wolf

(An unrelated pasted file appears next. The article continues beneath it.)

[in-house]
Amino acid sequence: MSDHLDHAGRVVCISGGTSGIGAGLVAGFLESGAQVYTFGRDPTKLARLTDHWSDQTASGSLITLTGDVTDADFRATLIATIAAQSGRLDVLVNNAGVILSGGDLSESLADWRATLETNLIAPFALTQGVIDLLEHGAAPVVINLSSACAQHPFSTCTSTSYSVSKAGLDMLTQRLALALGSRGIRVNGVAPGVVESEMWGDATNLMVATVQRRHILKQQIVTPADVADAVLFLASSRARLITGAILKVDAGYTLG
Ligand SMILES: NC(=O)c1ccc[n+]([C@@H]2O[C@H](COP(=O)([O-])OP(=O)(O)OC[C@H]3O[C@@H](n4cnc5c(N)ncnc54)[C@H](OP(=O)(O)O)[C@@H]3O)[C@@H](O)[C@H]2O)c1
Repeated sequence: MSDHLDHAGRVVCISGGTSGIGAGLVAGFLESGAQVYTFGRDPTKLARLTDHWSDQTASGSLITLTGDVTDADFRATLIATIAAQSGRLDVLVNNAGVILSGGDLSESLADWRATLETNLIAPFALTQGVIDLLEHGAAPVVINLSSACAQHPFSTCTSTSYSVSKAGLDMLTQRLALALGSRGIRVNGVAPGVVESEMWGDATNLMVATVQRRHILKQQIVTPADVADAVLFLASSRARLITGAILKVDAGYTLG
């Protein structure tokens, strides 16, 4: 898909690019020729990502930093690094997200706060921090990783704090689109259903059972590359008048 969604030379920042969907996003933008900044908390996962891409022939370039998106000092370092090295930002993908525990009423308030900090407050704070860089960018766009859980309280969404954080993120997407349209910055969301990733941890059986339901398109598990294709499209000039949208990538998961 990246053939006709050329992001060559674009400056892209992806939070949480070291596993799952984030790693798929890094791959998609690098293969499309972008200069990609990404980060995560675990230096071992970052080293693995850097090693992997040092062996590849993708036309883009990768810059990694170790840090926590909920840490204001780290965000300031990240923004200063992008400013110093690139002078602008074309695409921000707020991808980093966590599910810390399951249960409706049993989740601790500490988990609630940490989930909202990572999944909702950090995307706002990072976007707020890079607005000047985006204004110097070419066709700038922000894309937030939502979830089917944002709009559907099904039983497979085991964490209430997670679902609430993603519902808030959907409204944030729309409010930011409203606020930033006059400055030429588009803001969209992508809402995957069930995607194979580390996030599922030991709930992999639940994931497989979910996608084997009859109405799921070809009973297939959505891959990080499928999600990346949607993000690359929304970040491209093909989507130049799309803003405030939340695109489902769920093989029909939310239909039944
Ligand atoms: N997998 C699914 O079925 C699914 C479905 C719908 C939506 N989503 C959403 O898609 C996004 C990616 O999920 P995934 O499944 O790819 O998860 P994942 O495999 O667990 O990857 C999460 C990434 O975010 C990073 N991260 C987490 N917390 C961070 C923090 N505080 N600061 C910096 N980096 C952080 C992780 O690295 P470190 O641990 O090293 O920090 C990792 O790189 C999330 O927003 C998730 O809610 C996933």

I was out very late last night walking the dog. She was nervous and touchy and very interested in something up on the steep hill going into the forest before us. I wouldn’t let her off the lead; it was dark and I didn’t fancy standing out in the rain waiting for her to return after an extended foray chasing deer up in the woods. I got the distinct impression that whatever was up there was not deer, however. She does not paw the ground and whine like that when she catches the scent of deer. It felt like there was something very different looking down on us from the woods; something that was sending the dog into a circle of frenzy, alert and desperate to follow. Later on – at around ten o’clock – a single gunshot echoed across the valley. I was left wondering what on earth a hunter could be shooting at; the month of March being well outside the hunting season and men from the village very rarely shoot at foxes or badgers late into the night. Could he have been shooting at the one thing we have been hearing more and more about recently in these parts? If so, then it is quite possible that today, there is one less wolf roaming around these mountains and one more mate waiting for his safe return. Hunters feel they have every right to shoot at wolves round here – I hear reports of at least 200 sheep being killed since they came over into France from Italy ten years ago but still, I do not think it is right; this place has become more magical because of them and I have become wilder. The balance seems to be closer to tipping back into a true alignment since they came and I have been nourished by their presence, however strange it may feel to have unseen eyes looking down at me from the hillside at night whilst I am out walking the dog.